Apple has announced that it will no longer be able to decrypt locked iPhones and iPads when the police come knocking, as security features built into the latest version of its mobile operating system - iOS 8 - prevent this.
During criminal investigations, law enforcement agencies have been known to go to Apple to seek access to data on iOS devices that have been locked with a passcode, such as in the Oscar Pistorius case, where South African prosecutors flew to Apple's headquarters so that they could gain access to Pistorious' SMS text and WhatsApp messages as evidence for the trial.
"Unlike our competitors, Apple cannot bypass your passcode and therefore cannot access this data. So it's not technically feasible for us to respond to government warrants for the extraction of this data from devices in their possession running iOS 8."
"At Apple, your trust means everything to us. That's why we respect your privacy and protect it with strong encryption, plus strict policies that govern how all data is handled.
"Our business model is very straightforward: We sell great products. We don't build a profile based on your email content or web browsing habits to sell to advertisers. We don't 'monetise' the information you store on your iPhone or in iCloud. And we don't read your email or your messages to get information to market to you. Our software and services are designed to make our devices better. Plain and simple."
iOS 8 launches today
From 18 September 2014, Apple users will be able to upgrade existing devices to iOS 8, ahead of the launch of the iPhone 6 and iPhone 6 Plus on Friday.
However, the operating system only works on more recent devices such as the iPhone 4S, iPhone 5, iPhone 5S and iPhone 5C, as well as the fifth-generation iPod Touch, iPad 2, iPad 3, iPad 4, iPad Air, the iPad mini and the iPad mini 2.
In the last 12 months, major tech companies like Google, Facebook and Yahoo have opened up to the public, stating that they were coerced by the US government to provide information to US intelligence agencies for the NSA's mass data collecting program PRISM, but had not willingly played a role in mass surveillance.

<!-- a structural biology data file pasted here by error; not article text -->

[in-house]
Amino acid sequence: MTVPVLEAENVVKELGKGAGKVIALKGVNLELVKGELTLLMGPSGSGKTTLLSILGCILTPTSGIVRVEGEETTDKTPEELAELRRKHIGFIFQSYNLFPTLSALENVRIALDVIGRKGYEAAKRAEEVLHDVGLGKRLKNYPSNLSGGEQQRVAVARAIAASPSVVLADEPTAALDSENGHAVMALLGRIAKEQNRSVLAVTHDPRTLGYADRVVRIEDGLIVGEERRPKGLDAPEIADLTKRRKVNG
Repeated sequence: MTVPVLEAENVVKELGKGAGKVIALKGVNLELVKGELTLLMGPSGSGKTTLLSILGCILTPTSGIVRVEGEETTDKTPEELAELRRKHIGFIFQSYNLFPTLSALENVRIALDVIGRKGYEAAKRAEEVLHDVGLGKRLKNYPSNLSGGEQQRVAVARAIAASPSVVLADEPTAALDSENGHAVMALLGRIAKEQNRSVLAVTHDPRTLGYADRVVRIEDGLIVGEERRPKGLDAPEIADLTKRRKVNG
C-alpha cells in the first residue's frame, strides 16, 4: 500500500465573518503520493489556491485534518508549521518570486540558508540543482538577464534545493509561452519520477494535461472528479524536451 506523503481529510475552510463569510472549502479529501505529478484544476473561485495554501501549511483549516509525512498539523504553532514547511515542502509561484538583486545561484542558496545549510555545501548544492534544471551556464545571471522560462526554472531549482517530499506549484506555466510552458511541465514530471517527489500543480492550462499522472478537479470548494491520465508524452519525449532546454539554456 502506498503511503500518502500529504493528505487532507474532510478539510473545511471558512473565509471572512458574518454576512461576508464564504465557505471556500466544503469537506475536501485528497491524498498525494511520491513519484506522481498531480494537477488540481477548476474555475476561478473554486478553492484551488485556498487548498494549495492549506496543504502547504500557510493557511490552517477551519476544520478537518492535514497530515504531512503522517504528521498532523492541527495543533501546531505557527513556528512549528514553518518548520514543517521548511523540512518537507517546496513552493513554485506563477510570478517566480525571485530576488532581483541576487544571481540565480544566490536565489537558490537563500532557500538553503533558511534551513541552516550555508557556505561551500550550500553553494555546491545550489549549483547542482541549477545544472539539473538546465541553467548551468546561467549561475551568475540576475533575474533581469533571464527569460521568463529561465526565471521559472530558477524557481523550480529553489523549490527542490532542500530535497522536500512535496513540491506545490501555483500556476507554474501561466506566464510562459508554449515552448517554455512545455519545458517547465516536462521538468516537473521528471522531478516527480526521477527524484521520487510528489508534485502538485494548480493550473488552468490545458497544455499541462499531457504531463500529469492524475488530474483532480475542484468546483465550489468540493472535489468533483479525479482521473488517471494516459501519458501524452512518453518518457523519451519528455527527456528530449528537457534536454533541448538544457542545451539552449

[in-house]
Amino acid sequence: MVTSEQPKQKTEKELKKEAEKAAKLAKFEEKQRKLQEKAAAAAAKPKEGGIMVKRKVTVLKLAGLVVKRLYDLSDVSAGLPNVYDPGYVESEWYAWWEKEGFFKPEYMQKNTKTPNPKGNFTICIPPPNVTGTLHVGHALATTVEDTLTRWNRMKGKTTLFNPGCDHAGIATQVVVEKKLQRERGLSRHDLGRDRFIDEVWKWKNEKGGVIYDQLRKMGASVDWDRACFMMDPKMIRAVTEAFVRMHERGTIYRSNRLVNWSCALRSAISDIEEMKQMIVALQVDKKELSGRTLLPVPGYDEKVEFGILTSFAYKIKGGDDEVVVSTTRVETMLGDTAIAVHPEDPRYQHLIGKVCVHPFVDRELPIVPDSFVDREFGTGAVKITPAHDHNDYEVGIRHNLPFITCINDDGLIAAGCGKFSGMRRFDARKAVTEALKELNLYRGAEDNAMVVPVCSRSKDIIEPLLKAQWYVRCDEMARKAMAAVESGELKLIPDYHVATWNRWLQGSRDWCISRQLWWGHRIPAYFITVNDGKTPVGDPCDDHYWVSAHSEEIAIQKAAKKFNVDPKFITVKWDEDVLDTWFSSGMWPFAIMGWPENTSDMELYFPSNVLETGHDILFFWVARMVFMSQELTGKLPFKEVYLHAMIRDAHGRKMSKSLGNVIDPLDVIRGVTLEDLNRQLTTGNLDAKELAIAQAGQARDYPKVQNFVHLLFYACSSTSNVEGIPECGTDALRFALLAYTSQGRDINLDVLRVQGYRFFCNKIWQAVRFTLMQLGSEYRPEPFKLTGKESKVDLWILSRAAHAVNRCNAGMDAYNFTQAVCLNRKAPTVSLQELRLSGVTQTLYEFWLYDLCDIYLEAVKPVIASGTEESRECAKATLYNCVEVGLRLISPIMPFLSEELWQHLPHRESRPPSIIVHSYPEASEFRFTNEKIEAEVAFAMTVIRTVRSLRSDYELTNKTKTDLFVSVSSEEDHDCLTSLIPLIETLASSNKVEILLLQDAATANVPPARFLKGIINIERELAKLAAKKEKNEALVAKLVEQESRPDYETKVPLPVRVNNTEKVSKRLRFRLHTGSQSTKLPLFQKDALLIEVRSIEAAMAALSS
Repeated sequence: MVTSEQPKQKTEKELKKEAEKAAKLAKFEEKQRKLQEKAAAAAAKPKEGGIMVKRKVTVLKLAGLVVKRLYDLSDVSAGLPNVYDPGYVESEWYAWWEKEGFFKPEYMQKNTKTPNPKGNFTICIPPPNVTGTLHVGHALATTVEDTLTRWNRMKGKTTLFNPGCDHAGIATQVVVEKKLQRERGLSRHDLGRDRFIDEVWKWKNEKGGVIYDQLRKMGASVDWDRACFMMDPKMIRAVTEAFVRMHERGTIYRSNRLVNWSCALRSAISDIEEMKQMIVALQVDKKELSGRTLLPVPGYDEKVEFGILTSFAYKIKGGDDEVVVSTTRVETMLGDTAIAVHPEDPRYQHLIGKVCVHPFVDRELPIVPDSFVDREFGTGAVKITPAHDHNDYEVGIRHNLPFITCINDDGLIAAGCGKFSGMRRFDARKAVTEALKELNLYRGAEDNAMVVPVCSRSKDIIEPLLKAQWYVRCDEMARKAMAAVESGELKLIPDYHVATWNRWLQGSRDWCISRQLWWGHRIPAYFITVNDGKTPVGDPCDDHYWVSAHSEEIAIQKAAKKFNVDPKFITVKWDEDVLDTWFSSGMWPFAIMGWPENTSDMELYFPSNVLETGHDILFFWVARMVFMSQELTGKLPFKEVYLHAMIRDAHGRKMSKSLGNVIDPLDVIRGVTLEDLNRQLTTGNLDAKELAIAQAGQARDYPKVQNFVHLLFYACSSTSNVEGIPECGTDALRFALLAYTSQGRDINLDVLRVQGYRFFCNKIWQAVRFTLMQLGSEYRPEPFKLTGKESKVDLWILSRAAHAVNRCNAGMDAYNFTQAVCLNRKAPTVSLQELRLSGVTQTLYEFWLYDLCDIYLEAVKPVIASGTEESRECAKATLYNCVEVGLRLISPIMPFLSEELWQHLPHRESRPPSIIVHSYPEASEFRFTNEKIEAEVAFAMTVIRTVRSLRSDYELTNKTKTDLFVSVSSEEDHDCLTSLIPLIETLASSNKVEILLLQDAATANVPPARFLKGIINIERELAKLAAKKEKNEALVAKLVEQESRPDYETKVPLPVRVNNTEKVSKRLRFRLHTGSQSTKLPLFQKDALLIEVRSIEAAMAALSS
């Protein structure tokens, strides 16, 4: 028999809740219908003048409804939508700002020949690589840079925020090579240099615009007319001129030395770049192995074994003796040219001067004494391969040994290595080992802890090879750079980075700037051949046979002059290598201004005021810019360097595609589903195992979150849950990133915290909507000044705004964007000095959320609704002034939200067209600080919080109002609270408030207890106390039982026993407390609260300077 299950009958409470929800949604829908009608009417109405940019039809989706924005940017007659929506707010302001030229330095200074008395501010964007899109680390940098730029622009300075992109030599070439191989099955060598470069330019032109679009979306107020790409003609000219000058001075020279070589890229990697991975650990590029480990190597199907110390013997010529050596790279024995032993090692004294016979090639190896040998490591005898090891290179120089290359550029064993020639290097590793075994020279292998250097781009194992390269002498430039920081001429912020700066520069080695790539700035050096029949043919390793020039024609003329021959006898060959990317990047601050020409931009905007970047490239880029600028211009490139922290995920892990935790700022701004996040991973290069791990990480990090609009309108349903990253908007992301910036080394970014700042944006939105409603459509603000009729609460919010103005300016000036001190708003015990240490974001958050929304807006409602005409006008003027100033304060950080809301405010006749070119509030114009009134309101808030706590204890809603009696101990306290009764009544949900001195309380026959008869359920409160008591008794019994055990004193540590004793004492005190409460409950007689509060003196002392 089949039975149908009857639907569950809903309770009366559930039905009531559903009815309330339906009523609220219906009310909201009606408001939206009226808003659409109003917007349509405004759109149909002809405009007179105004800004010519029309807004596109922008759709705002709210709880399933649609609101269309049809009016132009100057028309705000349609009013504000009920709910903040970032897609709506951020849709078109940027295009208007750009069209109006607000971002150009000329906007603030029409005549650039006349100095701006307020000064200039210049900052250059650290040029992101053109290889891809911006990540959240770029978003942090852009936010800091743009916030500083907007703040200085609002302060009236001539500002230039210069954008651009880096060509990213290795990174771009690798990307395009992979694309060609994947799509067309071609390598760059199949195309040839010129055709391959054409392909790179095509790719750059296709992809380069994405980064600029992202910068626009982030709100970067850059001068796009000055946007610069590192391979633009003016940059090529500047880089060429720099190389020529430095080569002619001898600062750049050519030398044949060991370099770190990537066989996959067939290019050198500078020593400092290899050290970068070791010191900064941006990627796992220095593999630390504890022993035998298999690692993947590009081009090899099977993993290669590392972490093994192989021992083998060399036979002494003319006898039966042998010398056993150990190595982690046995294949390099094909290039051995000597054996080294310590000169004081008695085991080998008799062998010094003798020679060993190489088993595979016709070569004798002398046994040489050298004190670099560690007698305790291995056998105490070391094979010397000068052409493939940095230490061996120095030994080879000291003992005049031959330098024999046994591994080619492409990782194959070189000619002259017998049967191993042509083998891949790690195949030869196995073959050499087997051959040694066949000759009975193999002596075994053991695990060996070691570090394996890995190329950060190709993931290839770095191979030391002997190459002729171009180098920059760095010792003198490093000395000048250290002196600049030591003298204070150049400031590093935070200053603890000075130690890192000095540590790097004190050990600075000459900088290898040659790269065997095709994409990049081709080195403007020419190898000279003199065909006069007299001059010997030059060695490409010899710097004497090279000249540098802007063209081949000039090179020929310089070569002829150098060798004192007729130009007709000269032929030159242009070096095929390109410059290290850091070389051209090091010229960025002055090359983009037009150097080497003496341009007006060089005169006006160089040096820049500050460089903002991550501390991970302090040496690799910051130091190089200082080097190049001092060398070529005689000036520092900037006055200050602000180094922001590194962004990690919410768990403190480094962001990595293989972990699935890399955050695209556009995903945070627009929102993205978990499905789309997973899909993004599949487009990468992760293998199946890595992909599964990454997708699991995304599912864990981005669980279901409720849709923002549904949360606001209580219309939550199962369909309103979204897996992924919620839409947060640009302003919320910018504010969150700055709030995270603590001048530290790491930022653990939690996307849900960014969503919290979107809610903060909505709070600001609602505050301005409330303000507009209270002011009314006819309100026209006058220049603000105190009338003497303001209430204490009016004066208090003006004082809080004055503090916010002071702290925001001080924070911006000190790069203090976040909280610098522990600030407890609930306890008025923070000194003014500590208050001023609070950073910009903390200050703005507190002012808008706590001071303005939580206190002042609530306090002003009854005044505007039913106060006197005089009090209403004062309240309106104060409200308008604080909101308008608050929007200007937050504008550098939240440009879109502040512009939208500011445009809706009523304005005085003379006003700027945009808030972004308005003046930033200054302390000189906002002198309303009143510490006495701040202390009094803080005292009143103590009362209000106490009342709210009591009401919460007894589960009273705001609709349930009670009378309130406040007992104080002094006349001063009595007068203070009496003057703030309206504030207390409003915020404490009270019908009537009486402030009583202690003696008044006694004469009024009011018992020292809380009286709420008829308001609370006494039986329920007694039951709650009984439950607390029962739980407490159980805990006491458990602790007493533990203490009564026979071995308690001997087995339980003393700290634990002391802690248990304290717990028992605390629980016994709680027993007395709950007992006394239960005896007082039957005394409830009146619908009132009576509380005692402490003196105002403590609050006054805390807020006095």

The companies ended up suing the US government to allow them to release information to the public showing exactly what information was taken for their servers, and recently unsealed documents which showed that the US government threatened Yahoo with fines of $250,000 (£153,607) a day if it did not agree to give the NSA a backdoor into its servers.
Governments not allowed access to Apple servers
Apple's new privacy page claims that it has never given in to such a request: "Apple has never worked with any government agency from any country to create a 'back door' in any of our products or services. We have also never allowed any government access to our servers. And we never will."
The tech giant says that of all the device requests it receives (this is separate from national security requests), 93% of requests come from law enforcement agencies working on behalf of an Apple user whose device has been stolen.
When it comes to account access requests, only 7% come from law enforcement agencies seeking information for an investigation – the rest are all from users themselves.
Apple says that it calculates that less than 0.00385% of its users have had their data disclosed due to an official government information request.